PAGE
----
WE all love to relax in the garden in the summer, but what looks like lovely green grass can, on closer inspection, be a depressing mix of moss and weeds.

If you are determined to have a lush lawn for the summer, now’s the time to start. Here are a few simple tips from lawn expert Ian Cadwallender of Just for Lawns, Darlington, to get the perfect lawn and keep it that way right through the year.

‘Must dos’ all year round:

• Keep leaves off the grass as not clearing them will encourage moss

• Cut the grass regularly, but no less than 1 inch (25 mm) high to maintain the green

• After you’ve cut the grass, clear all the clippings, as this allows the grass to dry and prevents ‘thatch’. (A layer of natural decaying and dead leaf litter and other plant materials that builds up on the top of the soil surface at the base of the grass plants. Over time, especially if it is allowed to dry out, it can become fibrous and matted like a dry old bathroom sponge.)

• Before any treatment, ensure that you have cut the grass a few days previously, so that the treatment can penetrate and not be stranded on the top

• If you have a paddling pool, trampoline etc, move it round regularly so that light and rain can get to the grass underneath, or you will kill the grass altogether

“Even if your lawn looks good at a distance, most lawns need some treatment to combat moss and weeds, and to feed the grass,” says Ian. “Over the course of the year, it will need treating with fertilizer containing a combination of nitrogen to encourage growth, phosphorous and potassium to keep disease at bay; moss killer in the form of diluted iron sulphate; and weed killer.”

“But these need to be used in differing quantities, and with caution, at different times of the year, so it really is best to employ someone who knows what they’re doing.”

Some sadly neglected lawns might also need scarifying and re-seeding before treatment can begin, which is why it’s always a good idea to get the advice of an expert before you plunge in.

If things aren’t too bad, and you’re feeling confident enough to give it a go yourself, then early spring is the ideal time to start.

Ian recommends an initial treatment of fertilizer with a NPK reading of 6:5:10 (nitrogen: phosphorous: potassium). A low nitrogen reading ensures that the grass doesn’t grow too quickly, as this is when the phosphorous and potassium have to do their job first.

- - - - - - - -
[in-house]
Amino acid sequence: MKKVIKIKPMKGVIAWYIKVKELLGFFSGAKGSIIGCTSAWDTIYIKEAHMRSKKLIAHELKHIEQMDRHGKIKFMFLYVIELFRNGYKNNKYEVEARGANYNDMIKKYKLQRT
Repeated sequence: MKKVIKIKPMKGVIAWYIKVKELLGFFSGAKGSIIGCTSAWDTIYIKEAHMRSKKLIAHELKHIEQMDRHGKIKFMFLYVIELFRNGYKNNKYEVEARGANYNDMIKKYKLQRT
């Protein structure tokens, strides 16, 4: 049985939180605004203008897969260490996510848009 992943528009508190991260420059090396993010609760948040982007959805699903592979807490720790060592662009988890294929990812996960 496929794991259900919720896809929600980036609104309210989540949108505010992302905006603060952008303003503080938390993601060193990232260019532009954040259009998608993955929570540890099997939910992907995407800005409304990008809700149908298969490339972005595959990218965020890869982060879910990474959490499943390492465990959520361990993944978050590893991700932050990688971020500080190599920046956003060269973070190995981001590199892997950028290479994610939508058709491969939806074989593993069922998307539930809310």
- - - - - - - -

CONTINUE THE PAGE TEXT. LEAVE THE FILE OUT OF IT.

Apply moss killer if needed, and if it has been a mild winter that hasn’t killed off the weeds, you will need to apply weed killer.

“Be careful with weed killer,” warns Ian. “It’s one of those products that even I use under licence as it is highly toxic and can burn your lawn. Read any instructions carefully, and apply it evenly when the weeds are growing.”

Following these treatments, you might think it’s all gone wrong! The moss will turn black, the weeds will shrivel, leaving bare patches, and what’s left of the grass may be looking very sorry for itself.

But don’t despair. As long as you have used the correct treatments, your grass should start to recover in three or four weeks. The fertilizer will encourage new growth to cover the bare patches and fill in the areas previously dominated by moss.

Continue to cut your grass regularly through the spring, keeping it between 1 and 2 inches (25mm – 50mm) high.

Don’t ‘hoover’ the garden with the lawn mower. Cutting in straight lines is best. First time out, cut up one way, then back down parallel with the first cut, and continue like that until all the grass is cut. Next time, use the same method, but cut at right angles to the first cut. Continue like that each time you cut, which will prevent creating groves in the lawn.

The lawn will want two treatments in the summer months – early and late. If you treated the moss correctly in the spring, you shouldn’t have to do anything again now. If you do still have patches of moss, treat as before.

Use a different fertilizer NKP reading for summer feeding – one with a higher nitrogen content, and lower phosphorous and potassium contents. Ideally, Ian suggests an NPK of 11:5:5, which will encourage good – but not too rapid - growth and greenery, while keeping disease at bay.

Any lingering weeds should be treated again, carefully, with weed killer.

Things begin to slow down in the autumn, so one last feed with the same NPK balance as the spring, will keep your grass looking good through the winter months.

“If you’ve taken care of it through the spring and summer months, the grass will look after itself through the winter,” Ian assures. “But make sure that the last cut leaves it at between 1 and 2 inches high. No crew cuts!”

Ian can be contacted on cadwad58@yahoo.co.uk; telephone: 07541 230584